Time to diagnosis in young-onset dementia as compared with late-onset dementia

D. van Vliet, M. E. de Vugt*, C. Bakker, Y. A. L. Pijnenburg, M. J. F. J. Vernooij-Dassen, R. T. C. M. Koopmans, F. R. J. Verhey

*Corresponding author for this work

Research output: Contribution to journalArticleAcademicpeer-review


Background. The extent to which specific factors influence diagnostic delays in dementia is unclear. Therefore, the aim of the present study was to compare duration from symptom onset to diagnosis for young-onset dementia (YOD) and late-onset dementia (LOD) and to assess the effect of age at onset, type of dementia, gender, living situation, education and family history of dementia on this duration. Method. Data on 235 YOD and 167 LOD patients collected from caregivers from two prospective cohort studies were used. Multiple linear regression analysis was performed. Results. The duration between symptom onset and the diagnosis of YOD exceeded that of LOD by an average of 1.6 years (2.8 v. 4.4 years). Young age and being diagnosed with frontotemporal dementia were related to increases in the time to diagnosis. Subjects with vascular dementia experienced shorter time to diagnosis. Conclusions. There is a need to raise special awareness of YOD to facilitate a timely diagnosis.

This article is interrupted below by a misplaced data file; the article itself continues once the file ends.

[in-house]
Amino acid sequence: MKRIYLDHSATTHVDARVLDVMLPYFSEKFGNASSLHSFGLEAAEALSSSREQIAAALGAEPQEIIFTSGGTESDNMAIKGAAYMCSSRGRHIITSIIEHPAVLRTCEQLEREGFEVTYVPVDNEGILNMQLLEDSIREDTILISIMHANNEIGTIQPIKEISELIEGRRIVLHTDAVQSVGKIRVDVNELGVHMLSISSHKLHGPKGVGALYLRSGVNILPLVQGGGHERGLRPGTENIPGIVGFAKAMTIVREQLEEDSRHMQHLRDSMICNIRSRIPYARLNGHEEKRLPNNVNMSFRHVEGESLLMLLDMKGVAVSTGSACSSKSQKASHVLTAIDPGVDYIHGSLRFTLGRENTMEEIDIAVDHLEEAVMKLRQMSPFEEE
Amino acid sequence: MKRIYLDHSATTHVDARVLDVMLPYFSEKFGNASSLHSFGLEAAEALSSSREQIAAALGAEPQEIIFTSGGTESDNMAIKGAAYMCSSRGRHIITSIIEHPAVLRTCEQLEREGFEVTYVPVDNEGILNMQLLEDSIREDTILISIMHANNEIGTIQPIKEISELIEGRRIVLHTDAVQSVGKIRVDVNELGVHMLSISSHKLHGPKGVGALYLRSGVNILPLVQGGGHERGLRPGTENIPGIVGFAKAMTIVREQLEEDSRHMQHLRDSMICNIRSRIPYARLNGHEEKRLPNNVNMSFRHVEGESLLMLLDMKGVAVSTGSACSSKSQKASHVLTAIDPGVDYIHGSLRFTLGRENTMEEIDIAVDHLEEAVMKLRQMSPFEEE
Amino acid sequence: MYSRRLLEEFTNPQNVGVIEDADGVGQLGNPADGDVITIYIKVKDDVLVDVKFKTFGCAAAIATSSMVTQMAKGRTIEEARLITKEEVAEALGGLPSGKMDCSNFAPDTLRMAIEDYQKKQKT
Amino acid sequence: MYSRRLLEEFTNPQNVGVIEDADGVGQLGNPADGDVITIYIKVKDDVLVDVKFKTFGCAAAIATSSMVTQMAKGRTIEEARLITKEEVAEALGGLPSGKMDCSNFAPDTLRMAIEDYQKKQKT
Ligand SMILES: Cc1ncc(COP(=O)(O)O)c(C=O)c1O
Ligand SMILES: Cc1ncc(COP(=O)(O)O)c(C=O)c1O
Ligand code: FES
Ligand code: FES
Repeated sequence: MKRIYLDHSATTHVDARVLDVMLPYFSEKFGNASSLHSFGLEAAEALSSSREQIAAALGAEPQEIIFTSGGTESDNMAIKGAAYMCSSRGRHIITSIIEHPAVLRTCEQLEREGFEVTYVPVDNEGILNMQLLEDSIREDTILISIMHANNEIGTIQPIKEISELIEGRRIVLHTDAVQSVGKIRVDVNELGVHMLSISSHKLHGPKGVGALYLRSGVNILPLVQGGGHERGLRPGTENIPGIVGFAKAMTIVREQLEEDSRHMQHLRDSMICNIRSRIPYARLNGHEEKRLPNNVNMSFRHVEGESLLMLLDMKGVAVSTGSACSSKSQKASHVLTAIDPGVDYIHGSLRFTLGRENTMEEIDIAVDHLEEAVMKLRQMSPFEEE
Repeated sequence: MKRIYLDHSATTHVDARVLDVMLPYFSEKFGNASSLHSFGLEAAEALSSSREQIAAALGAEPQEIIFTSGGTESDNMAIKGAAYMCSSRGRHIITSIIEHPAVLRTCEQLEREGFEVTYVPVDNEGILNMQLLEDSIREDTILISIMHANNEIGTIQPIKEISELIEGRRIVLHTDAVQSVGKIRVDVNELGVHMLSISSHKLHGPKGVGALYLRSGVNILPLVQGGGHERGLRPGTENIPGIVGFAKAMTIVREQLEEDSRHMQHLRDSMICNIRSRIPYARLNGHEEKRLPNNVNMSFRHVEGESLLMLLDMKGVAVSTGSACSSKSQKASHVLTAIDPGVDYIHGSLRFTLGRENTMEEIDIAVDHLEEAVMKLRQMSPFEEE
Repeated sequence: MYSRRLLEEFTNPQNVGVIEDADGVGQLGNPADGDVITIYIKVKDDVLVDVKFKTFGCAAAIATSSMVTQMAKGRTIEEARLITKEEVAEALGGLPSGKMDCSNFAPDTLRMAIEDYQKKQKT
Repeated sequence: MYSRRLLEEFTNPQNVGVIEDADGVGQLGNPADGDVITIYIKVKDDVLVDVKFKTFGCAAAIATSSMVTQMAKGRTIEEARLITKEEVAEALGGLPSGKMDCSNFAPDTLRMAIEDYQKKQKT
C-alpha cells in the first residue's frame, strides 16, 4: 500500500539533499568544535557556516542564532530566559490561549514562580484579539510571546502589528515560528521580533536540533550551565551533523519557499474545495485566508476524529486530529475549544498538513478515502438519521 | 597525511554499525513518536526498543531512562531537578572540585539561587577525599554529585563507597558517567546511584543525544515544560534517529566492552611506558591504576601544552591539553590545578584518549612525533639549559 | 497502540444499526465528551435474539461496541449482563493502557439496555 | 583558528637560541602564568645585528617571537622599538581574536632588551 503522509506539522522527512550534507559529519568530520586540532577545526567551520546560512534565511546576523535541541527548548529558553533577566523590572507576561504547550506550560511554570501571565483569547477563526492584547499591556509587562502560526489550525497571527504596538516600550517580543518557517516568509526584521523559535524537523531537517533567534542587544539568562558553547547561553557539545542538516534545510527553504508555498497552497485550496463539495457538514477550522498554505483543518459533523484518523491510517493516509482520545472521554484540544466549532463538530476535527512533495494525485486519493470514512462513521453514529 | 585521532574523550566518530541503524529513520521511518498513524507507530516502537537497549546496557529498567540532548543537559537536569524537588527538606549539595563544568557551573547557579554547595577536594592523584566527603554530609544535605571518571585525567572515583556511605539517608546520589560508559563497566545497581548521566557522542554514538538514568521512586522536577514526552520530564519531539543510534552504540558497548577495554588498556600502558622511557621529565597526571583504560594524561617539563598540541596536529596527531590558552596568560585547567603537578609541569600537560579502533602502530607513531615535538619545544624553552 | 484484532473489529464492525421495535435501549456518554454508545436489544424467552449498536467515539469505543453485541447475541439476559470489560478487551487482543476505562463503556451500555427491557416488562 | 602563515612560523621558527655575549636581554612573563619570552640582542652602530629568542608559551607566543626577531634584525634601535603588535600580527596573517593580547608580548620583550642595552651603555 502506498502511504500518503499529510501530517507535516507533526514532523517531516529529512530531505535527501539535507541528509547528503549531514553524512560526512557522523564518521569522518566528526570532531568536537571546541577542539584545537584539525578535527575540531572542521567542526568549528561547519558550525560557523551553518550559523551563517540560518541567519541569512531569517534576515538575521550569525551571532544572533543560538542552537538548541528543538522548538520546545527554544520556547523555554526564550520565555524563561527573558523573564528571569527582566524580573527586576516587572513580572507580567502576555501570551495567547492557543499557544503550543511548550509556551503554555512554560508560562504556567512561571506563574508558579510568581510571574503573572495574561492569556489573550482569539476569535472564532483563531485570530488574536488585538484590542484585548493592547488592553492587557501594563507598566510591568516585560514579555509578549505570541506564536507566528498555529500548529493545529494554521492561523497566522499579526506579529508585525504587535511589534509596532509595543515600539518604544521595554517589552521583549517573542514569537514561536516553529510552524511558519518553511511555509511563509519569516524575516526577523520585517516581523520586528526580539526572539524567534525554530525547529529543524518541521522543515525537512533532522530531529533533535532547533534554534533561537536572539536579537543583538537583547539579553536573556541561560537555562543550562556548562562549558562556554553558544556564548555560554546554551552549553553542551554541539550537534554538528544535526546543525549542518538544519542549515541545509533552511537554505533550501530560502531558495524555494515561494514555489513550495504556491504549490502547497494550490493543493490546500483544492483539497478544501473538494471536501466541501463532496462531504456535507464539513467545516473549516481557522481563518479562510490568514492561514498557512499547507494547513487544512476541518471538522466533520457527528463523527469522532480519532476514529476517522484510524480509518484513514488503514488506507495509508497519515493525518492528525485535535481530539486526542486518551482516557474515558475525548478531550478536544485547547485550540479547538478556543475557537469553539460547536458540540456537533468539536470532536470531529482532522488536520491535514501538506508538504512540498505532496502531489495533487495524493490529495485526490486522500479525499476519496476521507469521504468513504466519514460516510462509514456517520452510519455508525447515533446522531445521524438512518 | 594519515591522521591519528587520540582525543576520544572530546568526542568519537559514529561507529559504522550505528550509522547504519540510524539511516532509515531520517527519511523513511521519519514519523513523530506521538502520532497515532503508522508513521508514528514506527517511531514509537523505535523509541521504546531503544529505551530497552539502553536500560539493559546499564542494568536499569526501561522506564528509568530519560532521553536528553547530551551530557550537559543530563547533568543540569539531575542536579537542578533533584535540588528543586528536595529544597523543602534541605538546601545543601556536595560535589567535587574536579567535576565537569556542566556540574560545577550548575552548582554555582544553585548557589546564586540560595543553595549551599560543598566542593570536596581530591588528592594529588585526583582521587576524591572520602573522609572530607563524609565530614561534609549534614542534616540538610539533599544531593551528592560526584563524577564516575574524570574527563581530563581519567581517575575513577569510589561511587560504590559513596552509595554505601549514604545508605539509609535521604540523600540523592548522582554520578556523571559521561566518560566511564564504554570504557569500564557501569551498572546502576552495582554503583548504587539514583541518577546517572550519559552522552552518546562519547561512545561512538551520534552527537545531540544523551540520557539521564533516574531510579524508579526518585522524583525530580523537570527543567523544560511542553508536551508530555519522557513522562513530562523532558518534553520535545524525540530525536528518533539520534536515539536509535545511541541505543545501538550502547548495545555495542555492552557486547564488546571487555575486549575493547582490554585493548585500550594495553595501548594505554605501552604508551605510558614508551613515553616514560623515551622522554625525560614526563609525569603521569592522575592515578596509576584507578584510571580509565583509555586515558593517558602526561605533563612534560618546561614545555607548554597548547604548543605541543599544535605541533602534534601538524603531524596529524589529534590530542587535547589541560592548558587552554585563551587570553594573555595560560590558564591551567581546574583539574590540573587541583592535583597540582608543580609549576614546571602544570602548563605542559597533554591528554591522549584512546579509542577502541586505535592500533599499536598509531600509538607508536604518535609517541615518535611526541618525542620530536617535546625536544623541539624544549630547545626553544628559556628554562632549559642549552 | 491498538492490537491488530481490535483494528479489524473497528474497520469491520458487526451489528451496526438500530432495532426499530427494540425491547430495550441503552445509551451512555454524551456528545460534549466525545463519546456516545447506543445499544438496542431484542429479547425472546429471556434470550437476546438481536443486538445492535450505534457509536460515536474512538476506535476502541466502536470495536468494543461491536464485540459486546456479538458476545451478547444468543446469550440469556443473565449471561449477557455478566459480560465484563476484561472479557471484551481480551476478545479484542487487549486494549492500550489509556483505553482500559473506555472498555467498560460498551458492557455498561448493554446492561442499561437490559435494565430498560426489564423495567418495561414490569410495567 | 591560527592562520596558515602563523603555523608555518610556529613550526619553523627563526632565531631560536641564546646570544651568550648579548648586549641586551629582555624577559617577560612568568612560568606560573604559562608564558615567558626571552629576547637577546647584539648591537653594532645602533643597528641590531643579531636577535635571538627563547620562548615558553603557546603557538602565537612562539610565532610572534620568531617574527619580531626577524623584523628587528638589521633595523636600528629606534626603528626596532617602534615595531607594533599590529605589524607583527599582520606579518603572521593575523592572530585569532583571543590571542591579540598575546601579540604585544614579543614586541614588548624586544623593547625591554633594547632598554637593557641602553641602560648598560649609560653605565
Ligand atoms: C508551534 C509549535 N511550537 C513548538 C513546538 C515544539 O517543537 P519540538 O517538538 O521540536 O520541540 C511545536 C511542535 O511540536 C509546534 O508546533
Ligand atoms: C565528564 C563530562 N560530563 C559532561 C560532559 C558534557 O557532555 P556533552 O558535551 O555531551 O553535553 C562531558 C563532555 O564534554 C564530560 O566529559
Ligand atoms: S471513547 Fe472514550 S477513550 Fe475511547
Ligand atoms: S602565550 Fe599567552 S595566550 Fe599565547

Original languageEnglish
Pages (from-to)423-432
JournalPsychological Medicine
Issue number2
Publication statusPublished - Feb 2013


  • Diagnostic delay
  • early onset dementia
  • presenile
  • time to diagnosis
  • young onset dementia


Dive into the research topics of 'Time to diagnosis in young-onset dementia as compared with late-onset dementia'. Together they form a unique fingerprint.

Cite this